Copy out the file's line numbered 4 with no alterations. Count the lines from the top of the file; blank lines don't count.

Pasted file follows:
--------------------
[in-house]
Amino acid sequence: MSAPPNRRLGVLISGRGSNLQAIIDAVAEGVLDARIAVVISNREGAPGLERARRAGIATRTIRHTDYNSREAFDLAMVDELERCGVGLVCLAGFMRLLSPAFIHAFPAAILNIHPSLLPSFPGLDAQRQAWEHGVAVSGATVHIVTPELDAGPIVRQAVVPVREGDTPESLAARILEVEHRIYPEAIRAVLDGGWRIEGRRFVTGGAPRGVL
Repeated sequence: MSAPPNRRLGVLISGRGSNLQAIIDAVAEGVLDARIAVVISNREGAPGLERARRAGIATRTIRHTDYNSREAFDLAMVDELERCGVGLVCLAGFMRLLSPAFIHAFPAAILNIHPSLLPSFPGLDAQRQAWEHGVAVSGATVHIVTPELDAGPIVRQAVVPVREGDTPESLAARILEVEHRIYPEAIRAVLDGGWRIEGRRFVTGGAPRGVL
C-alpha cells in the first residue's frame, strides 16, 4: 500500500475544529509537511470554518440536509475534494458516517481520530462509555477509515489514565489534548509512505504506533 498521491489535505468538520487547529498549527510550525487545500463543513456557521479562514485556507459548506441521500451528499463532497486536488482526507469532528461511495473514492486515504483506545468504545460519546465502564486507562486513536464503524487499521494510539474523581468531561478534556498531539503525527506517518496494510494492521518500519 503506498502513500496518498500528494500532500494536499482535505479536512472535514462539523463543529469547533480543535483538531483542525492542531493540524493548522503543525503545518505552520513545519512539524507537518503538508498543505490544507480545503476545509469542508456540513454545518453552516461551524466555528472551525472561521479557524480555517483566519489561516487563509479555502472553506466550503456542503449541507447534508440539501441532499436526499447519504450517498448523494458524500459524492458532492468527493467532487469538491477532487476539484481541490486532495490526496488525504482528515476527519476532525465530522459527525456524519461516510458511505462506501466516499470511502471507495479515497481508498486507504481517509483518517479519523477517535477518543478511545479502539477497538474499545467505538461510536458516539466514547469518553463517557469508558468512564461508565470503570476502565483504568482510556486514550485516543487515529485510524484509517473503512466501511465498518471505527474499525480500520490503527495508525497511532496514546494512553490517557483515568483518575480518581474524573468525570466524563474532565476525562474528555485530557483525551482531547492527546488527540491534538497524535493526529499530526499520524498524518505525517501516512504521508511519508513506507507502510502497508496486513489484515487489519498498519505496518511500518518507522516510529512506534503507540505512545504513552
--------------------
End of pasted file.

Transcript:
C-alpha cells in the first residue's frame, strides 16, 4: 500500500475544529509537511470554518440536509475534494458516517481520530462509555477509515489514565489534548509512505504506533 498521491489535505468538520487547529498549527510550525487545500463543513456557521479562514485556507459548506441521500451528499463532497486536488482526507469532528461511495473514492486515504483506545468504545460519546465502564486507562486513536464503524487499521494510539474523581468531561478534556498531539503525527506517518496494510494492521518500519 503506498502513500496518498500528494500532500494536499482535505479536512472535514462539523463543529469547533480543535483538531483542525492542531493540524493548522503543525503545518505552520513545519512539524507537518503538508498543505490544507480545503476545509469542508456540513454545518453552516461551524466555528472551525472561521479557524480555517483566519489561516487563509479555502472553506466550503456542503449541507447534508440539501441532499436526499447519504450517498448523494458524500459524492458532492468527493467532487469538491477532487476539484481541490486532495490526496488525504482528515476527519476532525465530522459527525456524519461516510458511505462506501466516499470511502471507495479515497481508498486507504481517509483518517479519523477517535477518543478511545479502539477497538474499545467505538461510536458516539466514547469518553463517557469508558468512564461508565470503570476502565483504568482510556486514550485516543487515529485510524484509517473503512466501511465498518471505527474499525480500520490503527495508525497511532496514546494512553490517557483515568483518575480518581474524573468525570466524563474532565476525562474528555485530557483525551482531547492527546488527540491534538497524535493526529499530526499520524498524518505525517501516512504521508511519508513506507507502510502497508496486513489484515487489519498498519505496518511500518518507522516510529512506534503507540505512545504513552